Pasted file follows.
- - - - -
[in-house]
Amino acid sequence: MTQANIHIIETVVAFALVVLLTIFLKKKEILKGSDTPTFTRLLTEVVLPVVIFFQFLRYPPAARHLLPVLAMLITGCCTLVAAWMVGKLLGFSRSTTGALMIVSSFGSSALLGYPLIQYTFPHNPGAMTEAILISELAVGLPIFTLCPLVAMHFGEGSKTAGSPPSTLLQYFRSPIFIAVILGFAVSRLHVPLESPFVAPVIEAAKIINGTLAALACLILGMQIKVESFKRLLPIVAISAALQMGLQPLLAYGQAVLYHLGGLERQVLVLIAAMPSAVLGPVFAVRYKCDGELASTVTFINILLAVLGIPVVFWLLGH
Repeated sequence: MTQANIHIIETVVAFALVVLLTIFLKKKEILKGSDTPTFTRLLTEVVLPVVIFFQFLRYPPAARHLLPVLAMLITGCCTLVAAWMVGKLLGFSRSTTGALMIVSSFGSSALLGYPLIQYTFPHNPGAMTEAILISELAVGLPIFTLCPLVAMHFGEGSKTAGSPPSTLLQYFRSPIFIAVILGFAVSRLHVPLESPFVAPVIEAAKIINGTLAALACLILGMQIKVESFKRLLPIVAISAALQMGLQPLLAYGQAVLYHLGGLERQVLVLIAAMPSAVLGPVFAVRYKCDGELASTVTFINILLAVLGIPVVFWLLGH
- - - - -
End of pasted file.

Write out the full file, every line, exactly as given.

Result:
[in-house]
Amino acid sequence: MTQANIHIIETVVAFALVVLLTIFLKKKEILKGSDTPTFTRLLTEVVLPVVIFFQFLRYPPAARHLLPVLAMLITGCCTLVAAWMVGKLLGFSRSTTGALMIVSSFGSSALLGYPLIQYTFPHNPGAMTEAILISELAVGLPIFTLCPLVAMHFGEGSKTAGSPPSTLLQYFRSPIFIAVILGFAVSRLHVPLESPFVAPVIEAAKIINGTLAALACLILGMQIKVESFKRLLPIVAISAALQMGLQPLLAYGQAVLYHLGGLERQVLVLIAAMPSAVLGPVFAVRYKCDGELASTVTFINILLAVLGIPVVFWLLGH
Repeated sequence: MTQANIHIIETVVAFALVVLLTIFLKKKEILKGSDTPTFTRLLTEVVLPVVIFFQFLRYPPAARHLLPVLAMLITGCCTLVAAWMVGKLLGFSRSTTGALMIVSSFGSSALLGYPLIQYTFPHNPGAMTEAILISELAVGLPIFTLCPLVAMHFGEGSKTAGSPPSTLLQYFRSPIFIAVILGFAVSRLHVPLESPFVAPVIEAAKIINGTLAALACLILGMQIKVESFKRLLPIVAISAALQMGLQPLLAYGQAVLYHLGGLERQVLVLIAAMPSAVLGPVFAVRYKCDGELASTVTFINILLAVLGIPVVFWLLGH